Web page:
Blair Witch Project".
I do not propose to discuss
the movie, per se, but to have such a delightful little film
come out that is so steeped in fraudulent folklore of the supernatural
variety . . .
I actually have one acquaintance
who left the movie absolutely convinced it was real. I laughed
to myself, and was still chuckling as I watched a documentary
on television the next day concerning the roots of the Blair
You see where this is going.
Yes, I watched, entranced,
as several scholars and historians related the eerie tales of
the original Blair Witch, and was fascinated to learn there really
had been one. I mean, it was clear, this was obviously
an actual documentary, the footage from the forties certainly
seemed authentic enough -
And it wasn't till the credits rolled and they listed the Actors
who'd appeared in the forties footage segment that I realized
that I, too, had been completely taken in - if not by the actual
film, than by this evil and devilishly clever (and extremely
well done) quasi-documentary.
As we all probably realize
by now, no - not only is the movie a work of fiction, and all
the characters actors who are very much alive (and who we'll
see more of soon, based on the success of this film), but there
never was a Blair Witch, or a Blair Witch legend, or anything
remotely like it. They made it all up.
I think what got me was when
one "scholar" from the TV special spoke of his fascination
with both the Blair Witch and the Bell Witch. That, my friends,
lent credibility to his testament.
For there certainly was
such an entity as . . .
The Bell Witch was actually
not a witch at all, per se - it seems to have been a classic
poltergeist - that is, a ghost that disturbs furniture and people
and in general makes a nuisance of itself. However, the devout
and upright denizens of that part of Tennessee where this haunting
occurred did not, due to religious convictions, allow themselves
to believe in ghosts. For them, any supernatural manifestation,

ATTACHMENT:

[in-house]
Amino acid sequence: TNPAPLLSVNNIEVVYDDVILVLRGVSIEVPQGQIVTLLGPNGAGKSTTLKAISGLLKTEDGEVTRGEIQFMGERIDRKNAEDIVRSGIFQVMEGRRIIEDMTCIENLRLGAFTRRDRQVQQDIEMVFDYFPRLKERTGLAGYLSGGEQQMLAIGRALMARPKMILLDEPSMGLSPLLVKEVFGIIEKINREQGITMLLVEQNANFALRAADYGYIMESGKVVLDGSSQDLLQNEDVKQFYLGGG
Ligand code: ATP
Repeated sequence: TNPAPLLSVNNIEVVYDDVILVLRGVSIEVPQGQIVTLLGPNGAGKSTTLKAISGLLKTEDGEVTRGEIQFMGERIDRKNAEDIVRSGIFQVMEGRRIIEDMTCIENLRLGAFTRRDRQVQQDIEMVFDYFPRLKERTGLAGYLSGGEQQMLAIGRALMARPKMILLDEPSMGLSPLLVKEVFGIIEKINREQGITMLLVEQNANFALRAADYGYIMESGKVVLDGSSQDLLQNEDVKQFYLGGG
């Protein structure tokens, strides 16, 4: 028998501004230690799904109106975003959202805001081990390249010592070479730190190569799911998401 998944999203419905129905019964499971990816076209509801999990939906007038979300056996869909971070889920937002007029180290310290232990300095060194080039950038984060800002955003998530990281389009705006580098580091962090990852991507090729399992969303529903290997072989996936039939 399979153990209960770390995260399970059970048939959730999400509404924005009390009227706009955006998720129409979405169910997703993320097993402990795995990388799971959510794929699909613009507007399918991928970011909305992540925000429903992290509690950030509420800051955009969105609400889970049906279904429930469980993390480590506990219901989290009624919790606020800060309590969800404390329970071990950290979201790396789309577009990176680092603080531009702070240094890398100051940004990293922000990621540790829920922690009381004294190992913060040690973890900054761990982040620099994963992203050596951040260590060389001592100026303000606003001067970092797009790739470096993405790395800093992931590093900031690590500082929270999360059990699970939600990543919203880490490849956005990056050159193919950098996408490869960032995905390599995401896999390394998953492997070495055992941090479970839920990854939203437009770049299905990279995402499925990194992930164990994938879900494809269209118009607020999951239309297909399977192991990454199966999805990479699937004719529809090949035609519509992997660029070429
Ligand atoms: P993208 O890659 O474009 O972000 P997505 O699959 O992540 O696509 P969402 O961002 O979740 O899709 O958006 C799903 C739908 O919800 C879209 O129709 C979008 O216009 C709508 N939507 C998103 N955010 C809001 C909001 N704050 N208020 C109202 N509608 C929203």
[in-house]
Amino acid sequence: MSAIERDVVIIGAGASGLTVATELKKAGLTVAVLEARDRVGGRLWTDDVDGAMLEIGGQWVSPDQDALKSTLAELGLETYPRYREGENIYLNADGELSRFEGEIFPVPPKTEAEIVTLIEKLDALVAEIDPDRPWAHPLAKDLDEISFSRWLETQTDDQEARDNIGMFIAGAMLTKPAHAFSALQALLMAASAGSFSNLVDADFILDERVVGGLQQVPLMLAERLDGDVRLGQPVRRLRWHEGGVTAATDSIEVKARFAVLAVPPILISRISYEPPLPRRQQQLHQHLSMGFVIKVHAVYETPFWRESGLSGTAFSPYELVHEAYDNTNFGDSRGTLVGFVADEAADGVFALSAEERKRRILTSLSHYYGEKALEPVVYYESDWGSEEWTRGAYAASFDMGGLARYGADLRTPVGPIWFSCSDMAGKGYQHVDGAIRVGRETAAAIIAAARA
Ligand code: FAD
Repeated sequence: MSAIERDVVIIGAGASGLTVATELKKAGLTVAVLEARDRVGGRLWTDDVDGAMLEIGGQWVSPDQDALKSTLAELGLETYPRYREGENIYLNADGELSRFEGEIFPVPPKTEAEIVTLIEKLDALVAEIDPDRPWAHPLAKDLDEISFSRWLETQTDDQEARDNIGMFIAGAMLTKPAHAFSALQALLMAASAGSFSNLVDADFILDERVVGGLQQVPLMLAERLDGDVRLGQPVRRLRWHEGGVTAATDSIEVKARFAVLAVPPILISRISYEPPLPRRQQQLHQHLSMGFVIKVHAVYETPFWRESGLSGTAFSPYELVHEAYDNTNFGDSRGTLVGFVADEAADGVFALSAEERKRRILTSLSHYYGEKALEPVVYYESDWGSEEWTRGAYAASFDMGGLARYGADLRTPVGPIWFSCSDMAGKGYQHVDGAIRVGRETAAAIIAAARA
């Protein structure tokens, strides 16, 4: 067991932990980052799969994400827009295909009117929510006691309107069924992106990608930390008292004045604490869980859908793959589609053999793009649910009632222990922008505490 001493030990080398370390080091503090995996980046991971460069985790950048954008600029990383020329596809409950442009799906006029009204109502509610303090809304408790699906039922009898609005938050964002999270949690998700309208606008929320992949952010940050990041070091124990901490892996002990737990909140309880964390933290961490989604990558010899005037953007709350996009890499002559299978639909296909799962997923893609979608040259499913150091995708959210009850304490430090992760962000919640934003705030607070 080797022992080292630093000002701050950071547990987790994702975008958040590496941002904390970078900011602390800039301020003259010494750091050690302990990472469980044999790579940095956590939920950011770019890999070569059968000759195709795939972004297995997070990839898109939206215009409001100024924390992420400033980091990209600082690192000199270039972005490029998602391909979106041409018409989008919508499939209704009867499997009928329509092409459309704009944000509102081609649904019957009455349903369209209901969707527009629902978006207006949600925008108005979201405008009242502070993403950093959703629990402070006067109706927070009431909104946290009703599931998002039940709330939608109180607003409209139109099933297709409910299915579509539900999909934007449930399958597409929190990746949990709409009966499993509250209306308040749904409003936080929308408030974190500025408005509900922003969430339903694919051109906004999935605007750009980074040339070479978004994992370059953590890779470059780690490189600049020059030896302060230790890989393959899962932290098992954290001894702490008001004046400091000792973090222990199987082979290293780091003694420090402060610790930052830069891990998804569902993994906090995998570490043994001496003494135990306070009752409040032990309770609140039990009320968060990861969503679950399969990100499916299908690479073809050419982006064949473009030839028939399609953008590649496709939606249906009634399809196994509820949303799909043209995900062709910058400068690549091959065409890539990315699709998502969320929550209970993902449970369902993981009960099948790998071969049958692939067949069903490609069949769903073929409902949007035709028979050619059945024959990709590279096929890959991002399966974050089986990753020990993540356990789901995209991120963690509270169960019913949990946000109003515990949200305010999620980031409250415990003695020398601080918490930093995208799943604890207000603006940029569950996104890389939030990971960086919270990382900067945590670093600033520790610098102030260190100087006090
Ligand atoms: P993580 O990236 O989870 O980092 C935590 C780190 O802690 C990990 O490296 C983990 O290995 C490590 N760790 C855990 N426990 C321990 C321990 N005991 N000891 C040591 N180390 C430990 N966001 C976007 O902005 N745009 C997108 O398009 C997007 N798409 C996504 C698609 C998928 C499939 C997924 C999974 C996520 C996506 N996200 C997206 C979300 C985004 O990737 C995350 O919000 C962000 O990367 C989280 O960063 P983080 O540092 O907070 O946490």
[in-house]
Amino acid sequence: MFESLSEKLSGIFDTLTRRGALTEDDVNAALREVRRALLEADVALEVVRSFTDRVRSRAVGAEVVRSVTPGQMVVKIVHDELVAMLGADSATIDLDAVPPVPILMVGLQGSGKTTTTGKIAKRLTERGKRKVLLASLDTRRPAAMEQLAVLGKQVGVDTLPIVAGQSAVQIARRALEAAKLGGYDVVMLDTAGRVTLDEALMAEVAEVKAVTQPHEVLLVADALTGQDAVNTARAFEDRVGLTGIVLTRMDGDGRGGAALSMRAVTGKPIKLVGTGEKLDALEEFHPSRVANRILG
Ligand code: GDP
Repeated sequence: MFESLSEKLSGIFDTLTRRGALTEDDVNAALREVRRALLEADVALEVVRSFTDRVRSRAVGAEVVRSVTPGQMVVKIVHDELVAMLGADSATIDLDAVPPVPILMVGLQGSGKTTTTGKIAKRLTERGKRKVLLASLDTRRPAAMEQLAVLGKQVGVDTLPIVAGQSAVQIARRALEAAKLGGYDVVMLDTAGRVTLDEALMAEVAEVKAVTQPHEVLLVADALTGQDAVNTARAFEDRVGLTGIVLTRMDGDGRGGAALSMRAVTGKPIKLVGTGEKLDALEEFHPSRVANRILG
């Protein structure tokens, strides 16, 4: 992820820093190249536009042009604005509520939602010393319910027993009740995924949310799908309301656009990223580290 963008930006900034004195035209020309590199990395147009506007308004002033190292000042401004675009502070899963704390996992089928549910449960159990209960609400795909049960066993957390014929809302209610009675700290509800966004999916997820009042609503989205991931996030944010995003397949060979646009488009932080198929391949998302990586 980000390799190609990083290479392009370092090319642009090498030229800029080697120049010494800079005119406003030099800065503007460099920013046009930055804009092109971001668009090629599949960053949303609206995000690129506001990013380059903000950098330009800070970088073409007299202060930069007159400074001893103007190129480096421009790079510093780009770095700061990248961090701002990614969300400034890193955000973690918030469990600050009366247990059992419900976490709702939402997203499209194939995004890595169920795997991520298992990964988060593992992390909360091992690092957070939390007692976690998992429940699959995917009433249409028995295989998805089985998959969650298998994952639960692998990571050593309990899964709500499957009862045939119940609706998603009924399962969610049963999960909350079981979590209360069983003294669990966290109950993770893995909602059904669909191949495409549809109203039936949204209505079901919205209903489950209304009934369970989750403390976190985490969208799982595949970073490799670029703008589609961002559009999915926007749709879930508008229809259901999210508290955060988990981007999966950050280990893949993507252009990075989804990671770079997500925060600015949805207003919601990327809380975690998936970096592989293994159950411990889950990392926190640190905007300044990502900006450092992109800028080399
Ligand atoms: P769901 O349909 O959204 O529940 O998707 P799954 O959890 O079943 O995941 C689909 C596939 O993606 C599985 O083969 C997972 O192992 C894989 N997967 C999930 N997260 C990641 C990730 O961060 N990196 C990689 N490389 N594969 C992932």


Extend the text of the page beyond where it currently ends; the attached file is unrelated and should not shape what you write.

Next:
no matter its nature, was the work of Witchcraft, and so the
Ghost that decided to haunt the Bell family became known as the
The manifestations began around
1817, as farmer John Bell began to hear strange noises - disembodied
knocking and scratching, etc. Shortly thereafter two of his
children were suddenly accosted by a rather disturbing looking
old woman, who seemed to fade away as they watched, horror-stricken.
After that the entire family
was subject to the ghost's ministrations. Blankets were pulled
from beds, and more than one family member and curious visitor
were surprised by a spectral slap in the face.
An impromptu seance was convened,
and now the apparition began to speak. She initially claimed
to be a neighbor woman, but as that woman was very much alive
this was discounted rather quickly. The ghost had now found
its voice, however, and soon graduated from merely speaking to
singing, and from singing to screaming.
John Bell was the principal
target, evidently, and when he took to his bed deathly ill it
was assumed to be the work of the Bell Witch. Indeed, as he
died, a horrible disembodied shriek was heard in the house, and
as the earth was tossed upon his casket many mourners distinctly
heard the sound of unearthly singing . . .
Things quieted down after that,
the Witch appearing only once seven years later, where she reportedly
predicted both the coming Civil War as well as the two World
Wars. She promised to return to a Bell descendent in the mid
1930's, but as far as we know she never did. The Bell Witch
was apparently gone for good.
Or was she?
The Bell family farm is gone now, but the family cemetery remains.
Not far from the cemetery is a partially hidden cave, now known
as the Bell Cave, and once part of the Bell farmland. Visitors
flock to this cave to this day, and many have seen fleeting apparitions,
while many more have heard strange noises emanating from deep
inside the cave.
It seems that the Bell Witch
is with us still . . .
TO FOLKLORE ARCHIVE INDEX